4. Dear Mr. Morrison,

    We are interested to ask your opinion whether you feel that the techniques and principles that you find applicable to straw may also be applicable to bagasse or the fibrous residue left over after sugar cane stalks are crushed to extract their juice. The Philippines is a sugar-producing country and we harvest sugar twice a year. It is just a waste that a lot of it is thrown away as not all can be consumed by farm animals.

    The other material we are also looking into is rice husk, or the skin of the rice after it has been milled. There is an abundant quantity of this, and is merely burned to waste.

    Another thing we would like to ask you is if you have a technology to bond these materials together and put them in a wooden frame, or tie them up, in the manner you have shown.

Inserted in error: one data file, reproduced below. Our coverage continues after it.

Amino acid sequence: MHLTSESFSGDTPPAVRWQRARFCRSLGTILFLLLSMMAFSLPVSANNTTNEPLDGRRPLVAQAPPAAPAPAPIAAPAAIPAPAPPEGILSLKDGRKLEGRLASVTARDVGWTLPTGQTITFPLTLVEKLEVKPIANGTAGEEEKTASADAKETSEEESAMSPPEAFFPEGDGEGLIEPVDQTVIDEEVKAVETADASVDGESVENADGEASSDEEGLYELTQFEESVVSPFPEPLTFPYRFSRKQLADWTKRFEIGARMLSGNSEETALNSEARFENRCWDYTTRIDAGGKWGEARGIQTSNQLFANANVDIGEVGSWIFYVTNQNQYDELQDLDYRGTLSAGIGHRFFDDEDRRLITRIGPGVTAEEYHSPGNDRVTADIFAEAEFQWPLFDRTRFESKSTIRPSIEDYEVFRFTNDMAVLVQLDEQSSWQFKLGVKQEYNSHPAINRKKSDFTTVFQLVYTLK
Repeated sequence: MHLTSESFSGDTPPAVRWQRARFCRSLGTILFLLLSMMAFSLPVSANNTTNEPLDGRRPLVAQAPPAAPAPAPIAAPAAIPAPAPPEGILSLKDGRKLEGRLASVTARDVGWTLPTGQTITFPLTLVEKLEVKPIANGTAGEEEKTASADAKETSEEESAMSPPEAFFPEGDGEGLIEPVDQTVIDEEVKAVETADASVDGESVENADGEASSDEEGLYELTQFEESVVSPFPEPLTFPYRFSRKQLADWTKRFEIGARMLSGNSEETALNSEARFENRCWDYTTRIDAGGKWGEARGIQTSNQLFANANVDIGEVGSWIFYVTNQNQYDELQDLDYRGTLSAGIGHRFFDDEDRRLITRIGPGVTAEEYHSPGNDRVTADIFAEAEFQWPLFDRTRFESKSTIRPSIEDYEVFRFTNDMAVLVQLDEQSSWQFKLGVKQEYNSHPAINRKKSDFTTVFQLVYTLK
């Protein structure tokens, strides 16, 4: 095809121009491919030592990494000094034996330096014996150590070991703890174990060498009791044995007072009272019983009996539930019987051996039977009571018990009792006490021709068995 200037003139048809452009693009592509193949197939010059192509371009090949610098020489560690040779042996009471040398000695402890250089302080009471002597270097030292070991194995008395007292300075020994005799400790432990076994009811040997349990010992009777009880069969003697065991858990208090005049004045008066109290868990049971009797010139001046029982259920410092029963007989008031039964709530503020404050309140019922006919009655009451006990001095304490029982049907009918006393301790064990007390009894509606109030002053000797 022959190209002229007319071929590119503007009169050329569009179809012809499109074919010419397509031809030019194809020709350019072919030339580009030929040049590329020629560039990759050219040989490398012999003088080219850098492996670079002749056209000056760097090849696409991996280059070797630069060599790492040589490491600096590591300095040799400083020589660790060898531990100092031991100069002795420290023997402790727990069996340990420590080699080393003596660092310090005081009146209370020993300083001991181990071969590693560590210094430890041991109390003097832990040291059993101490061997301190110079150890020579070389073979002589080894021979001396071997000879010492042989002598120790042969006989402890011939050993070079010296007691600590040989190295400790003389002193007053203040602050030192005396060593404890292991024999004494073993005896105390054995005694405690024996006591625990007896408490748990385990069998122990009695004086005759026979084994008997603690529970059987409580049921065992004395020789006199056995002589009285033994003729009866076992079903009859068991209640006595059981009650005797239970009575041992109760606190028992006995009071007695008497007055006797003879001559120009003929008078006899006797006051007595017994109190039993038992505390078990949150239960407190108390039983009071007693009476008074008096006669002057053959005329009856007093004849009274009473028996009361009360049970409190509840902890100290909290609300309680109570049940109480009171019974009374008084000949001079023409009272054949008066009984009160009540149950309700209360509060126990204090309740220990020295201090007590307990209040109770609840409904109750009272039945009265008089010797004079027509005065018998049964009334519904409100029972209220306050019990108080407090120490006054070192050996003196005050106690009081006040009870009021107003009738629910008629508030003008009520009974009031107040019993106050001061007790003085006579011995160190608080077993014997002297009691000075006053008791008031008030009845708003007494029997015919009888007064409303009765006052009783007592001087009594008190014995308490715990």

We appreciate your inputs on these as we are keen on using the rice straw. Yet we also would like to know if the materials, bagasse sugar cane, and rice husks, will serve the same purpose as the rice straw since we have an abundance of these.

    By the way, is there a difference in technology with those advertised by ModCell in UK and with yours? Are the principles and techniques alike?

    We look forward to your reply on these things.

  5. Renee. Sorry for the long delay in getting back to you. I think it could work; however, the stalks of such material will be harder to notch I imagine so you may be better off with load bearing construction or a hybrid system in which the bales are not notched around framing.

    The husk would not work as it is so loose. If in a bag of some kind, it might be viable as a load bearing material, but I have some pretty significant doubts about this use. It’s great for composting toilets though! Probably not the scale of use needed to eliminate the burning though.